Facade in 1991



The three 19C storeys were added to, in two stages, between 1918 and 1939. The quality of construction was inferior to that of the 19C. Yet even Digby Wyatt's hospital was cheaply built with inferior drainage and stone that lost much of its carving detail in only 150 years. The design of the 20C additions made no gesture of accommodation to the 19C composition. It would have looked the same if it had been built in the middle of a field to receive the war wounded.

So much was this floor hated by the Financial Donors to the Judge, that for the first six months of the project it was assumed that it would have to be removed if the building was to stand any chance of living up to its prominent position in Cambridge. For the Hospital site was the last big site that could be placed into University use in the centre of Old Cambridge.

Yet this top floor had twice the number of windows of the lower 'Nightingale' wards. It also had maginificent views over all the lower buildings, all the way to the famed landscape of the 'Backs' that border the minute stream of the River Cam. If one demolished this topmost floor it was by no means certain that the Planners of Cambridge would give one permisison to reinstate it. For under British Planning law one's house may burn down and one can be denied permission to rebuild it. One may say that this is unlikely, but the legal need to apply for formal planning permission to rebuild it is on the statute book.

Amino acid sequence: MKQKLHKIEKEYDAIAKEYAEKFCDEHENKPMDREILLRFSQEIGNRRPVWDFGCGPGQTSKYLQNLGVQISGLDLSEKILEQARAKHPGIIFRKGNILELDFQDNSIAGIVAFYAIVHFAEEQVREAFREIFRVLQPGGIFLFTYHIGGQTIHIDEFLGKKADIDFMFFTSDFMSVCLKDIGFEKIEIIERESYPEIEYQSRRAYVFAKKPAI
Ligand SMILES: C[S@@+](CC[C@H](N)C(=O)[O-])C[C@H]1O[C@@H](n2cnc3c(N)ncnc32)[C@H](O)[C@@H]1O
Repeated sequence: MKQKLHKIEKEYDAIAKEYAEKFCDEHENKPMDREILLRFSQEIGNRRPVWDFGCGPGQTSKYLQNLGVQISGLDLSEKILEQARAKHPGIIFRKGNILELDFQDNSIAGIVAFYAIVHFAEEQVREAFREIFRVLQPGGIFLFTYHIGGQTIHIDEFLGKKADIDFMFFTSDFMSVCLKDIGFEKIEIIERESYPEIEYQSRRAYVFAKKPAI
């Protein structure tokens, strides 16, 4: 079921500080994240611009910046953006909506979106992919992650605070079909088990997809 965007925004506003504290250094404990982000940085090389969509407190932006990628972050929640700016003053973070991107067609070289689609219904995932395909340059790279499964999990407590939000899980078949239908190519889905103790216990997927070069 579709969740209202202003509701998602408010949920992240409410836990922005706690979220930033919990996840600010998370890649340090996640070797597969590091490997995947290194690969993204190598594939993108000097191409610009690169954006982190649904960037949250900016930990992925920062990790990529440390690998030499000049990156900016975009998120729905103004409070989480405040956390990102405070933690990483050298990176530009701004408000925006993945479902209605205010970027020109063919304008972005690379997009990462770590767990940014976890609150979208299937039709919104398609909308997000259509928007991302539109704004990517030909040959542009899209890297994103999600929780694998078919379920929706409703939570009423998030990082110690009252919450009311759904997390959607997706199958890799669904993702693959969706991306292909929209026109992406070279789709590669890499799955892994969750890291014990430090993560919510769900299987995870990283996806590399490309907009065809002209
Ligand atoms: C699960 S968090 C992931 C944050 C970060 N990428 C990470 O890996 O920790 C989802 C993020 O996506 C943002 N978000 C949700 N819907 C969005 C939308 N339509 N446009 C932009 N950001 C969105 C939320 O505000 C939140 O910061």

One can see that fresh air was no longer the panacea it was in the 19C. Even so the glazing in of the loggias is crass. The most characteristically 20C design instrument is one of the most destructive of beauty, that of painting the glazing bars of windows white. This 'dumb' practice, descending from the 'sunflower' bohemians of the 'late 19C 'Queen Anne' style always destroys any serious claim to beauty in an Architecture. If the theorists of the Renaissance, who illustrated buildings in books for the 500 years between 1400 and 1900, had wanted glazing bars to be white they would surely have shown them so - for they only had two colours at their disposal. Windows in these wood-cut and engraved illustraitons are always left as black holes - so as to accentuate the main architectural discourse of wall against opening. Serious Architecture does not accentuate elements of trivial practicality, like glazing bars, or even railings (as we discuss in Duncanology Four).